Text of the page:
The idea of a unified reputation currency is starting to take hold online, writes Josh Klein in the blog of the Harvard Business Review.

“With broad agreement that reputation is a form of value, and various mechanisms already existing to score people and institutions on it, convergence on one metric seems achievable—even inevitable.

It’s an enormously appealing idea. Imagine you could type in my name or email address or social software account and get a single number by which to judge whether you should do business with me—or indeed whether you should bother reading my point of view. What if, as a business, you could get a single number to determine how much to discount your product for a particular customer (because they might promote the product if they like it) or better yet, increase the price for those unlikely to enhance its appeal to others? Regardless of your motivation, having a single number to replace what would be a messy evaluation would be a huge convenience that computers seem ideally suited to provide.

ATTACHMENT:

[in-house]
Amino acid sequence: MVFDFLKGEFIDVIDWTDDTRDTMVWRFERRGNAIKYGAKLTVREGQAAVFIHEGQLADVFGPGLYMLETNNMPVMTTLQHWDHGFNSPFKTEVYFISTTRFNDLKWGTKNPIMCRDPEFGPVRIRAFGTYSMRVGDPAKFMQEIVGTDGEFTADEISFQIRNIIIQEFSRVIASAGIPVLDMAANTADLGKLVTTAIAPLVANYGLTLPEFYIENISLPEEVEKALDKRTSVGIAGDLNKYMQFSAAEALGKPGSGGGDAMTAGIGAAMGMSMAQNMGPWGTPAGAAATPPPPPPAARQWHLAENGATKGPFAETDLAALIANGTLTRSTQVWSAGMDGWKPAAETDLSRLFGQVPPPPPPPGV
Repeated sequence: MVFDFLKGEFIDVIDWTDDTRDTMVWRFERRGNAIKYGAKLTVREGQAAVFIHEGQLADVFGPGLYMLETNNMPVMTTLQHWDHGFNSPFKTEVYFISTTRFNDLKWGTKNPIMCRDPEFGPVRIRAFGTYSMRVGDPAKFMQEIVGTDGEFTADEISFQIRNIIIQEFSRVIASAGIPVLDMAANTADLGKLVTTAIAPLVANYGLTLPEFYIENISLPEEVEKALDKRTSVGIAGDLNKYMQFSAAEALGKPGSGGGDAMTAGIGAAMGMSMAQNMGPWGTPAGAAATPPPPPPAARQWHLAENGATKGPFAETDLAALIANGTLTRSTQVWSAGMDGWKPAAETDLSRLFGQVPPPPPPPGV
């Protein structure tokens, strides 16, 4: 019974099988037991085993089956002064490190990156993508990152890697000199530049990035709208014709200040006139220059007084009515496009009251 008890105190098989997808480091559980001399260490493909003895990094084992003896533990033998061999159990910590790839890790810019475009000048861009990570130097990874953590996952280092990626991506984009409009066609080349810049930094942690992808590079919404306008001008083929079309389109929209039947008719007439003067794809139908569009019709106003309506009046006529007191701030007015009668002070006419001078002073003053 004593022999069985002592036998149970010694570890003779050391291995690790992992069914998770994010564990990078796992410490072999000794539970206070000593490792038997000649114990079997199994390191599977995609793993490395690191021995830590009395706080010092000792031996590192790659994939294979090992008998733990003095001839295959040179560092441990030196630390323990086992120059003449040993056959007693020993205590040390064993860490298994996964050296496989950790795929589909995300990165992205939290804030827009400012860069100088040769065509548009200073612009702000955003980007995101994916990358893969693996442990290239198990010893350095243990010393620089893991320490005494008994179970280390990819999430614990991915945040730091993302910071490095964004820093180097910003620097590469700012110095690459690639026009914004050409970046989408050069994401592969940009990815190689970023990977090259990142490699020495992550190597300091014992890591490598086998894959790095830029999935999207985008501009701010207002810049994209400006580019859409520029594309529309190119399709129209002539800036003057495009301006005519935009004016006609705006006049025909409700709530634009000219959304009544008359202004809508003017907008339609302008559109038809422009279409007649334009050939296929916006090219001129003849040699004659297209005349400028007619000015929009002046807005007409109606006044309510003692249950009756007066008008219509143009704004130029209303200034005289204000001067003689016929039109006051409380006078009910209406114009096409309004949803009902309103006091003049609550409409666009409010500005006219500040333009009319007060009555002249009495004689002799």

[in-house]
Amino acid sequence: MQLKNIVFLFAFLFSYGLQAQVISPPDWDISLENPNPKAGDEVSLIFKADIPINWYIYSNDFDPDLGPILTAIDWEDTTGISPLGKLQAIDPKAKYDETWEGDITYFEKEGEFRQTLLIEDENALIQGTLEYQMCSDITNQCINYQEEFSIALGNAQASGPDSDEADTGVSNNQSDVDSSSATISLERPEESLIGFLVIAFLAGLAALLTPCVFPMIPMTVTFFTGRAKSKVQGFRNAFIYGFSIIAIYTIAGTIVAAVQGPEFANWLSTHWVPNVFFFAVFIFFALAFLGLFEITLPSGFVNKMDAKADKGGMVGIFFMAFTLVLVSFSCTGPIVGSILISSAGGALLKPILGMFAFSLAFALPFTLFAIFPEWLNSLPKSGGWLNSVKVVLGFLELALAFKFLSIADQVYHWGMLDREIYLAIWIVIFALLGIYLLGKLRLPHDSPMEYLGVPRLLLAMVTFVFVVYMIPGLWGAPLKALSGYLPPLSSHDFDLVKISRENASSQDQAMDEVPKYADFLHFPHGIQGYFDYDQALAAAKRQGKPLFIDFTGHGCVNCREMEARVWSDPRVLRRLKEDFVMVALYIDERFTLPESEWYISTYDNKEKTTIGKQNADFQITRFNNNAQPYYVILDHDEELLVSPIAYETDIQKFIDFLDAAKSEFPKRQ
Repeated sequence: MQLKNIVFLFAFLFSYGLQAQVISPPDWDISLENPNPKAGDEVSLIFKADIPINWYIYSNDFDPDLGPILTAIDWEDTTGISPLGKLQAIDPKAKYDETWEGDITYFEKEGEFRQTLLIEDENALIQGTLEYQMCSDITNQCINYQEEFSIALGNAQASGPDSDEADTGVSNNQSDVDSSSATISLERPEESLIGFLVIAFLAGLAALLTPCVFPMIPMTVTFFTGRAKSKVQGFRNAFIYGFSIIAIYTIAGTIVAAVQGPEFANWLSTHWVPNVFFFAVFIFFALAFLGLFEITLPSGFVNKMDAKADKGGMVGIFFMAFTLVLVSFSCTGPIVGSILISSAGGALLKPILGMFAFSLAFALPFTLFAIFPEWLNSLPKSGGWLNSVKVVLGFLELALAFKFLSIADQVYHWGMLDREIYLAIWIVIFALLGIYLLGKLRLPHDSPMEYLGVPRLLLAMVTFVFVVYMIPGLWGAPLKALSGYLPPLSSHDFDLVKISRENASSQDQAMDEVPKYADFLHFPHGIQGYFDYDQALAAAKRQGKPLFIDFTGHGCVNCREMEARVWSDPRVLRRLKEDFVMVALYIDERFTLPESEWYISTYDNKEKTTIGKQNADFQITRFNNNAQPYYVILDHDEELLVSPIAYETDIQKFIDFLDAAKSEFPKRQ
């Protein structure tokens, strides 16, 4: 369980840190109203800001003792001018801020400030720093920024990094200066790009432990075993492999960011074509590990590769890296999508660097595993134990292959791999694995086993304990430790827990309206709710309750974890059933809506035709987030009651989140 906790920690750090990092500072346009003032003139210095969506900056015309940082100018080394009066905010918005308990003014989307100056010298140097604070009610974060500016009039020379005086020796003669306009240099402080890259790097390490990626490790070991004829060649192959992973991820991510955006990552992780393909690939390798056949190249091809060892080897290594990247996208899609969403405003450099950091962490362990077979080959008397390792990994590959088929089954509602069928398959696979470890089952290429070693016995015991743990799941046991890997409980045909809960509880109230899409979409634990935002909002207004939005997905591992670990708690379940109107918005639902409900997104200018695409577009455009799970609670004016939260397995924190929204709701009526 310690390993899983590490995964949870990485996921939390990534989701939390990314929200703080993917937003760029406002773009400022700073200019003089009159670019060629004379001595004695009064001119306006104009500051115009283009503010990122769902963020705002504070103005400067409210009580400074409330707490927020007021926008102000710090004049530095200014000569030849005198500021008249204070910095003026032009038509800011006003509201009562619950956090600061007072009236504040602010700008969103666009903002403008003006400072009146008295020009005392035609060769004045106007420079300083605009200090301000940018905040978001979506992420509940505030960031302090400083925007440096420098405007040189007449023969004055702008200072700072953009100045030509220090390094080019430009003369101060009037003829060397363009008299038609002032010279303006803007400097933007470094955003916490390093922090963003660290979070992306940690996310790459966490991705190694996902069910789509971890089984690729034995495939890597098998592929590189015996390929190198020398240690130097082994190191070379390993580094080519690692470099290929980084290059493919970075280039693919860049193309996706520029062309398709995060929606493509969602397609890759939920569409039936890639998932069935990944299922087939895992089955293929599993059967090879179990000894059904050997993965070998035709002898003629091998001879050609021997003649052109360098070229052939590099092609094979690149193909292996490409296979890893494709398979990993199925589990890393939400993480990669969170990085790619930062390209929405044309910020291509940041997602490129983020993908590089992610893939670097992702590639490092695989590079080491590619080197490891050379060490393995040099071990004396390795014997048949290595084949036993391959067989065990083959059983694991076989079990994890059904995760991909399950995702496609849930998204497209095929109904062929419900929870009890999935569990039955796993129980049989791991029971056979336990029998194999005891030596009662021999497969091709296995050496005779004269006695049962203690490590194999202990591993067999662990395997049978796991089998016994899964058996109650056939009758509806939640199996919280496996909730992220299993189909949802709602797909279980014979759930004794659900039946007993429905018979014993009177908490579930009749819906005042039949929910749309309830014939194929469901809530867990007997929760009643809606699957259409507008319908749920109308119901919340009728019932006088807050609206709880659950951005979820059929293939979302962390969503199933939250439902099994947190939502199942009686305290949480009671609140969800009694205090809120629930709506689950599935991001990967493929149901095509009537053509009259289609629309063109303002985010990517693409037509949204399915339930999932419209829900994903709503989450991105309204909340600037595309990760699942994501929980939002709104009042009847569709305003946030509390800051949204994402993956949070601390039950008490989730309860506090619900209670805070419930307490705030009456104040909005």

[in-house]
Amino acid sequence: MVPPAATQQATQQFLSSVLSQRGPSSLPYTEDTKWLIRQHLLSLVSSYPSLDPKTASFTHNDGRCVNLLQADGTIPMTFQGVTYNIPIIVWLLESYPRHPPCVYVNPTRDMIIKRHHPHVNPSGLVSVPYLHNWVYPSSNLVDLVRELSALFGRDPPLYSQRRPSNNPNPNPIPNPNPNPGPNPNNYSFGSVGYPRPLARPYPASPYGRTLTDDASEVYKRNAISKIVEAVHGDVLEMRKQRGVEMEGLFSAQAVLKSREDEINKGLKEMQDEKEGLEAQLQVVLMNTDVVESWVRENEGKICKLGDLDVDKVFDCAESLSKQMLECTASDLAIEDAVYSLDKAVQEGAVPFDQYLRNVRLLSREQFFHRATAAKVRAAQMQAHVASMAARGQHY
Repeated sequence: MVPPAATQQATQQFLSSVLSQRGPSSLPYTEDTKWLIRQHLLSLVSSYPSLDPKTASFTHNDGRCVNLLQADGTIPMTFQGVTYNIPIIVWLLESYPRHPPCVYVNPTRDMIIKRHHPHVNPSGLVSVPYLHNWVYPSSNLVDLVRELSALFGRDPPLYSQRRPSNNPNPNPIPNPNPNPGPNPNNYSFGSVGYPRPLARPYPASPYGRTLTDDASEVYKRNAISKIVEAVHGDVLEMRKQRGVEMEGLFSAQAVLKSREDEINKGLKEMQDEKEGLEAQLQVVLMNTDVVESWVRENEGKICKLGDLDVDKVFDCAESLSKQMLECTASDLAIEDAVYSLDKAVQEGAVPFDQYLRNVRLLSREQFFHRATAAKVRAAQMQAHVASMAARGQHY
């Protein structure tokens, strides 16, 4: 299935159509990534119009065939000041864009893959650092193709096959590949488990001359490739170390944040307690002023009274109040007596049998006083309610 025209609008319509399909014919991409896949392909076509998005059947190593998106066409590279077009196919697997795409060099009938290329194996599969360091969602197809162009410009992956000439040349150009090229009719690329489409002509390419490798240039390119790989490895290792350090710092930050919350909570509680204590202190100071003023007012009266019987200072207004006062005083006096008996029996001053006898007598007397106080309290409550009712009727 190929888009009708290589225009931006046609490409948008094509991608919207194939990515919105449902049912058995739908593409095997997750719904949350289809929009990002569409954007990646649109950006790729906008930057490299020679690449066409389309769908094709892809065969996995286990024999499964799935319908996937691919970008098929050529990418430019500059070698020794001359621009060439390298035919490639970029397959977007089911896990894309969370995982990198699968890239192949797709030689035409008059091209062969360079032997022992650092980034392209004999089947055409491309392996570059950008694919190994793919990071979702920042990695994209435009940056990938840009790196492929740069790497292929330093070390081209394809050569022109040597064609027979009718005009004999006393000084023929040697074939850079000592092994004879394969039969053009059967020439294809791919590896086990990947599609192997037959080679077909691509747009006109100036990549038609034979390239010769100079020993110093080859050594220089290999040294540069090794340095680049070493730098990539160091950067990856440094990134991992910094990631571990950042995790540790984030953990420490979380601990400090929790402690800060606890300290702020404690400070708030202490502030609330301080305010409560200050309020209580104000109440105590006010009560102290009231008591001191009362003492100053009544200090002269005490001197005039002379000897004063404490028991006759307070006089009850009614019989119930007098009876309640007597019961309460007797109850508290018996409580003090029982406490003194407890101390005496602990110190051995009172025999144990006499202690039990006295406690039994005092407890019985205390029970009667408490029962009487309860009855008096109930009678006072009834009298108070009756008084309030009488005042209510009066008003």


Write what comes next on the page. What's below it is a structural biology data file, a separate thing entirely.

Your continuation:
But the idea is fatally flawed. As someone who is subject to hysterical bouts of techno-utopianism myself, I can recognize the signs. We want a single number to evaluate other people by, and it really, really, really seems possible, so it must be so. Except that it isn’t.

It’s nearly impossible firstly because reputation is so deeply context-dependent.”

[My emphasis]